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See Nostrils. ...
The Roentgenographic Signs Of Expiratory-valve-like Bronchial Obstruction
The roentgenray signs in expiratory valve-like obstruction of...
Sometimes mere internal inflammation is mistaken for this dise...
Inflammation Of The Eyes - Ophthalmia
For common Ophthalmia, in the early stages, while there is mo...
Technic Of Bronchoscopy
Local anesthesia is usually employed in the adult. The patien...
If the disease be recent and acute, (but not infectious), as ...
Pedunculated malignant growths are readily removed with snar...
The cause of this is a nervous derangement of the internal org...
The Real Truth About Salt And Sugar
First, let me remind certain food religionists: salt is salt ...
For slight burns, immerse the injured part in cold water, and ...
The Surgical Dissection Of The Popliteal Space And The Posterior Crural Region
On comparing the bend of the knee with the bend of the elbow,...
Heart Disease In Children And During Pregnancy
A common characteristic in a large proportion of middle-age...
Breast With Corded Muscles
Often a slight hardness shows itself in a woman's breast, when...
This is often an adjunct of old age, and sometimes occurs in t...
Stings Of Insects
The effect produced by the sting of Bees, Wasps, and Hornets ...
Where Our Drinking Water Comes From
Water Contained in our Food is Pure. Seeing that five-sixths ...
If the operator has no refractive error he will need two pai...
There are two opposite causes of unconsciousness. One is conge...
TO be truly at peace with one's self means rest indeed. Th...
Breath And The Skin
The organs of breathing remove much waste from the system, but...
Source: Papers On Health
A mother who has had strength to bear a child is, as a
rule, quite strong enough to nurse it. Suckling is natural, and usually
most beneficial to health. Many women have better health and appetite
at such a time than at any other. Every mother ought, therefore, unless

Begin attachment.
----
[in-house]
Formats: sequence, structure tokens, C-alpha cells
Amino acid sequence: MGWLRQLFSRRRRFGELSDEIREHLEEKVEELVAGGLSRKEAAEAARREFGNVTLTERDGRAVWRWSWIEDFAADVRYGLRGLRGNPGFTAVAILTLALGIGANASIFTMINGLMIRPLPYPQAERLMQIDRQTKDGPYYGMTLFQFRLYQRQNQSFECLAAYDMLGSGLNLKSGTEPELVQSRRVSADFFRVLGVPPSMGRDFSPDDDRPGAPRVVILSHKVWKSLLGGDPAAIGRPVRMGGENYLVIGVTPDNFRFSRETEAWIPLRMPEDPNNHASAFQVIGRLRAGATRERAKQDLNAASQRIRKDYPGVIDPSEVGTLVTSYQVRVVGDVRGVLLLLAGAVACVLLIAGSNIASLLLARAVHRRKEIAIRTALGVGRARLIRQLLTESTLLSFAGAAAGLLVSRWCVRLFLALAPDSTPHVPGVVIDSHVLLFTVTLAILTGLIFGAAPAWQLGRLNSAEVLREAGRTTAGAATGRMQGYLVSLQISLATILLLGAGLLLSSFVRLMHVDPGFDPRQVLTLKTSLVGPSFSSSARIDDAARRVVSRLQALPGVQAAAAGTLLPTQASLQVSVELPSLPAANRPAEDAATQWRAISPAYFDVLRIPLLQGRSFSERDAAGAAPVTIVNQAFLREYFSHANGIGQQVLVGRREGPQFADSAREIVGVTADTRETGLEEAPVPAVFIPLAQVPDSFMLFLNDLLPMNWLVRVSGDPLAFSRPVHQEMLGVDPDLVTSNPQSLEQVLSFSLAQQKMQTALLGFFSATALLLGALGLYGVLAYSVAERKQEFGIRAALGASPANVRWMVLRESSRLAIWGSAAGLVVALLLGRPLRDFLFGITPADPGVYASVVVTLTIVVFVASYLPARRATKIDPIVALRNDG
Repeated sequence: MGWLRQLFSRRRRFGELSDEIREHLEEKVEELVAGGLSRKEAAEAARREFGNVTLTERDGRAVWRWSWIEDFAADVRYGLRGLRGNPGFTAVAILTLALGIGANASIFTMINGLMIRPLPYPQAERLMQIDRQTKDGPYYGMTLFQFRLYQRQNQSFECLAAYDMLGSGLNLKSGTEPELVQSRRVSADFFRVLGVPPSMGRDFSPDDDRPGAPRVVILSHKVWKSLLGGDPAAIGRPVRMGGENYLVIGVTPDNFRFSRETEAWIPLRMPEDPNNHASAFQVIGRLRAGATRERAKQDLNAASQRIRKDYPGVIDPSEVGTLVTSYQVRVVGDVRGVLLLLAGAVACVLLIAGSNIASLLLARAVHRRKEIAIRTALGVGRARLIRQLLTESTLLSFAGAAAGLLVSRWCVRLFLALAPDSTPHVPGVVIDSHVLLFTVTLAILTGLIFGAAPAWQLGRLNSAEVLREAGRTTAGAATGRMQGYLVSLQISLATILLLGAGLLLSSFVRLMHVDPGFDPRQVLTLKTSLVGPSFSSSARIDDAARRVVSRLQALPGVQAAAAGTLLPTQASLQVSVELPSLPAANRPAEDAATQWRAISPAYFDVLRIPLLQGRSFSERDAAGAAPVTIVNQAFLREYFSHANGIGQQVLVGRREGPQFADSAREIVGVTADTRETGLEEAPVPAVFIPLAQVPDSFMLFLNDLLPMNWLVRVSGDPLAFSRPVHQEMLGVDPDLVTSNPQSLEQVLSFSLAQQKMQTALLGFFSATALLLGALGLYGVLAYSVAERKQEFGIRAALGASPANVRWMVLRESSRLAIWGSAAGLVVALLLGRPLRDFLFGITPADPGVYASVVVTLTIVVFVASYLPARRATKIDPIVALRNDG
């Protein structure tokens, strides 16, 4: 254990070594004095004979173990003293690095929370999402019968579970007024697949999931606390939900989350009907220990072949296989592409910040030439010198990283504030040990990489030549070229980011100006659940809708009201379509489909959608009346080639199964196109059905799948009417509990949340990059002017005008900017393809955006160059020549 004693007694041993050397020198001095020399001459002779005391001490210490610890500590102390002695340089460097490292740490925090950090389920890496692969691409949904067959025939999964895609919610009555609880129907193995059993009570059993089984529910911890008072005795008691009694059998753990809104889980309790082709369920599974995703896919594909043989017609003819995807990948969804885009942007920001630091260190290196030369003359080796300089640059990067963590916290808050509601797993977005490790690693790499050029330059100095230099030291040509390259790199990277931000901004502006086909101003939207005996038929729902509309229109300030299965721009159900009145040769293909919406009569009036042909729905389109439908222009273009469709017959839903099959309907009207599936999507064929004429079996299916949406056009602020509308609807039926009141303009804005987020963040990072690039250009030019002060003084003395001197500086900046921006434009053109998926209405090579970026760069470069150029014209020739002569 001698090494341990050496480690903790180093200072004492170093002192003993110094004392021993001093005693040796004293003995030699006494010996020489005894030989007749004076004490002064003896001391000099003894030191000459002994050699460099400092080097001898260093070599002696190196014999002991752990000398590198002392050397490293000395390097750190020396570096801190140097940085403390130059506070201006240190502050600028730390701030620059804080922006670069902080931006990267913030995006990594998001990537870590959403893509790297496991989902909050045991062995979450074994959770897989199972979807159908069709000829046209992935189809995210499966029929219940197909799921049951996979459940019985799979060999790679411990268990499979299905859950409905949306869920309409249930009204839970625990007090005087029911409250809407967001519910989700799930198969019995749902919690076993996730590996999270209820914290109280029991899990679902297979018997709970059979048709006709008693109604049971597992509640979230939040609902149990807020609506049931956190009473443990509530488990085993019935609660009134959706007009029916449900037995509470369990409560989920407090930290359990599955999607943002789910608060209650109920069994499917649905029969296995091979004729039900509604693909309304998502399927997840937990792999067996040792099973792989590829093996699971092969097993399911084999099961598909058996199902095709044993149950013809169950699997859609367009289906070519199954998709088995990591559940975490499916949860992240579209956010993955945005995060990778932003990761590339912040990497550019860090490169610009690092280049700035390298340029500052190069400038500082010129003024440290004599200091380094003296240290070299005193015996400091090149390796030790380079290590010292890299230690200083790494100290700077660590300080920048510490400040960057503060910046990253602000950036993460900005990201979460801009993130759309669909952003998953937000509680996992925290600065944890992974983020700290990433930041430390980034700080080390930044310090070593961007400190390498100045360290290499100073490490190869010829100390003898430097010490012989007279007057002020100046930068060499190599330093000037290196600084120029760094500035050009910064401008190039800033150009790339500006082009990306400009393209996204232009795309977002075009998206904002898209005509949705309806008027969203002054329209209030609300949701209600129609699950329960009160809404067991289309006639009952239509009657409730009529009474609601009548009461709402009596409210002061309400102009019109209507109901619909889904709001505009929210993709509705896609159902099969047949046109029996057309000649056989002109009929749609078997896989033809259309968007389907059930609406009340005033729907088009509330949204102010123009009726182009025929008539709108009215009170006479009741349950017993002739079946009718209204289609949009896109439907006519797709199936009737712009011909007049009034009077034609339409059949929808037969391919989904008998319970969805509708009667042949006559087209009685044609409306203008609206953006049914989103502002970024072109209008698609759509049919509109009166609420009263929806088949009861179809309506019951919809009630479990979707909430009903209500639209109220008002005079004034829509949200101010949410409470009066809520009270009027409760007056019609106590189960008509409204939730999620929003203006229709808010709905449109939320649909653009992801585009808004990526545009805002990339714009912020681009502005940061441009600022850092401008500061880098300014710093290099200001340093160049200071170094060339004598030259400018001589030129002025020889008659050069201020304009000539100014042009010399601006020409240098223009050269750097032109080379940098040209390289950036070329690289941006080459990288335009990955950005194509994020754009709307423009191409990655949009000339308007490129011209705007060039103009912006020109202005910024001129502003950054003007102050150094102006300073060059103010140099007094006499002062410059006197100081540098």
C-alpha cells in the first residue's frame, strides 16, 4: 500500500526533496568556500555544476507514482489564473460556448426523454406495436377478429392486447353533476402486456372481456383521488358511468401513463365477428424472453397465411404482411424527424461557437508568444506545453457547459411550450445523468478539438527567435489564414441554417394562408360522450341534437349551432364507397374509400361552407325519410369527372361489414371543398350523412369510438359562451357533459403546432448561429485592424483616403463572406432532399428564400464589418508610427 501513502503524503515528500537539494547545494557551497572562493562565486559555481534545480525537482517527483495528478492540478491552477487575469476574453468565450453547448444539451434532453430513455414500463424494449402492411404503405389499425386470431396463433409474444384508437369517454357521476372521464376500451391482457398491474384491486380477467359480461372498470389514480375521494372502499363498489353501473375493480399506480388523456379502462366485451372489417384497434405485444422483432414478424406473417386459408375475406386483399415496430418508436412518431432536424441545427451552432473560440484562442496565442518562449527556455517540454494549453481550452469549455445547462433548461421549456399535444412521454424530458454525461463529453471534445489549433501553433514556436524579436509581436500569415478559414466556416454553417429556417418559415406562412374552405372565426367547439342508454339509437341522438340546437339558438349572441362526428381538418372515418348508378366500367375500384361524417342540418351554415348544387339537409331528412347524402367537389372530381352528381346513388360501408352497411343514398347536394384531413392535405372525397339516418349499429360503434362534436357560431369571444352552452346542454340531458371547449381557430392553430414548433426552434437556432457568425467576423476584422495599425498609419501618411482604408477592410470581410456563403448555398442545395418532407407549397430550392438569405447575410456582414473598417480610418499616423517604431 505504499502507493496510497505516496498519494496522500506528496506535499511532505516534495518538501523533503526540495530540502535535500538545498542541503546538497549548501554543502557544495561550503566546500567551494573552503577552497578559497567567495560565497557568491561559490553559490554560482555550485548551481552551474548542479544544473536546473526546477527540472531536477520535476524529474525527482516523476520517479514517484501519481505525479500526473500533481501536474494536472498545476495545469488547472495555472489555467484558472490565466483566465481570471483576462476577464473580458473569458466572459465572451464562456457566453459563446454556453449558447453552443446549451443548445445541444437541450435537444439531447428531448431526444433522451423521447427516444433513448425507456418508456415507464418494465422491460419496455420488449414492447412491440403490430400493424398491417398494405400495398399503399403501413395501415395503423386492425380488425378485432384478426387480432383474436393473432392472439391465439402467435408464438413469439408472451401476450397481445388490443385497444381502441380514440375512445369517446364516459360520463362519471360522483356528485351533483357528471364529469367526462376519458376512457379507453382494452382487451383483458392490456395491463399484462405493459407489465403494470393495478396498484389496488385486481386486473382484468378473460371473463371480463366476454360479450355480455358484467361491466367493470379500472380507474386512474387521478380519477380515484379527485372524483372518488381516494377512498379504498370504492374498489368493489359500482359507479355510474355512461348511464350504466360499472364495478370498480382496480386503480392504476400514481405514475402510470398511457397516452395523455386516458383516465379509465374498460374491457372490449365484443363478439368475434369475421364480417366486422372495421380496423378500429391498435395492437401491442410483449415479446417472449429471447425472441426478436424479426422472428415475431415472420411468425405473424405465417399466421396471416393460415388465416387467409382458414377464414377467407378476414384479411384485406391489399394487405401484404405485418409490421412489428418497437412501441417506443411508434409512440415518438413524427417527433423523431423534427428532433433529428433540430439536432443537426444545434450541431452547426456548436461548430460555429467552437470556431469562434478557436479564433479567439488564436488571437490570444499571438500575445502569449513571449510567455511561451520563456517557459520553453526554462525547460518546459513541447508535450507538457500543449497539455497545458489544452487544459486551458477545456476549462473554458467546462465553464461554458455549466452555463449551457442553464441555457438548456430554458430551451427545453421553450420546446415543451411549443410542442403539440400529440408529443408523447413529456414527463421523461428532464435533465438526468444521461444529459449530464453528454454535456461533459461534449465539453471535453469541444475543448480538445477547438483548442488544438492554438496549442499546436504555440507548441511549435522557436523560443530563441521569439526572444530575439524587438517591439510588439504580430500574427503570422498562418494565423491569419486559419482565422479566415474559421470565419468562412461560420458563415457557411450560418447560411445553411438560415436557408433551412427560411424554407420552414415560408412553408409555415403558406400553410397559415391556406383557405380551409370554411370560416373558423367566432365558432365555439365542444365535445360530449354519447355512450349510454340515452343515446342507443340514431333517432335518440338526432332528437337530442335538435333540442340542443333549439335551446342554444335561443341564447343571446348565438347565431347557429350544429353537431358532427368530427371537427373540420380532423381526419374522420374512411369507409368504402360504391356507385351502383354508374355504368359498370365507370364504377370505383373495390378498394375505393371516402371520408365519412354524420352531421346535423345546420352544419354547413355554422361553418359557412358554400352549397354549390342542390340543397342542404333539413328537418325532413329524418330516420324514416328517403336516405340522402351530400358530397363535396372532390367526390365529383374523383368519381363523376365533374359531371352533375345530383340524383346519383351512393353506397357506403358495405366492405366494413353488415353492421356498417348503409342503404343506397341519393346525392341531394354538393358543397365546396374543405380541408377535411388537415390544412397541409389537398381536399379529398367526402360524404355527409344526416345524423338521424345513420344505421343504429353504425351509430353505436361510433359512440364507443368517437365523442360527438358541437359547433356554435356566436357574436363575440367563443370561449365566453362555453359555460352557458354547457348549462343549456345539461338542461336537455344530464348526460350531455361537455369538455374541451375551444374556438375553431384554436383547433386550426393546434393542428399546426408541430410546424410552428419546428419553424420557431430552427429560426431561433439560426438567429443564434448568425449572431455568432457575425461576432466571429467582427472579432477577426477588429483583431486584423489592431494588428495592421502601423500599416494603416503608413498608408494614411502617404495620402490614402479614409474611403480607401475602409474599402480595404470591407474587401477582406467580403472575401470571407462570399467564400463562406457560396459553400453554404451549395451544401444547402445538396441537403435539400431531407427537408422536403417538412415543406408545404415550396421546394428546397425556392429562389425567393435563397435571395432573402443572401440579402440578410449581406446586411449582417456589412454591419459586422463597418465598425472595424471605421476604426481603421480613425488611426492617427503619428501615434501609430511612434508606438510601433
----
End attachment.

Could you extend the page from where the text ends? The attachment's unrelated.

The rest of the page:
her health forbids it, to nurse her own child; no other food is so good
for it as that which nature provides. We cannot too strongly condemn
the mother who from indolence or love of pleasure shirks this sacred
duty. By so doing she violates the laws of nature, which can never be
done with impunity. Many troubles follow, and her constitution is
seriously injured. Alas that we should ever have to say, with Jeremiah:
"Even the sea monsters draw out the breast, they give suck to their
young ones; the daughter of my people is become cruel, like the
ostriches in the wilderness."
If a wet-nurse must be employed, great care should be exercised in
choosing a healthy person with a child as near as possible to the age
of the infant.
Let mothers remember that there is great variety in milk. Not only
does one mother's milk differ from another, but the same mother's milk
varies from time to time. Variation in health and diet affects the milk
very much. Many cases of infant trouble are traceable to the mother's
milk, which should not be overlooked as a possible cause.
Again, an abundance of milk is not always good. An infant may thrive
better on a scanty supply of good milk than on an abundance of bad
milk. Milk derived from drinking ale, porter, or alcoholic drinks of
any kind, though abundant, is very far indeed from good, that produced
by plain and simple diet is always best.
Again, the state of the mother's mind has a great deal to do with the
quality of her milk. A fright, or continued worry, may transform good
milk into most injurious food for the child.
There need be no fear caused by these ideas: it is only in exceptional
cases that nursing need be given up; the natural way is always the
best. But where necessary there need be no hesitation in putting an
infant on the bottle. The milk of a healthy cow, or condensed milk of
first-rate brand, is much to be preferred to that of a wearied,
worn-out, and worried mother.
Next: Infants' Food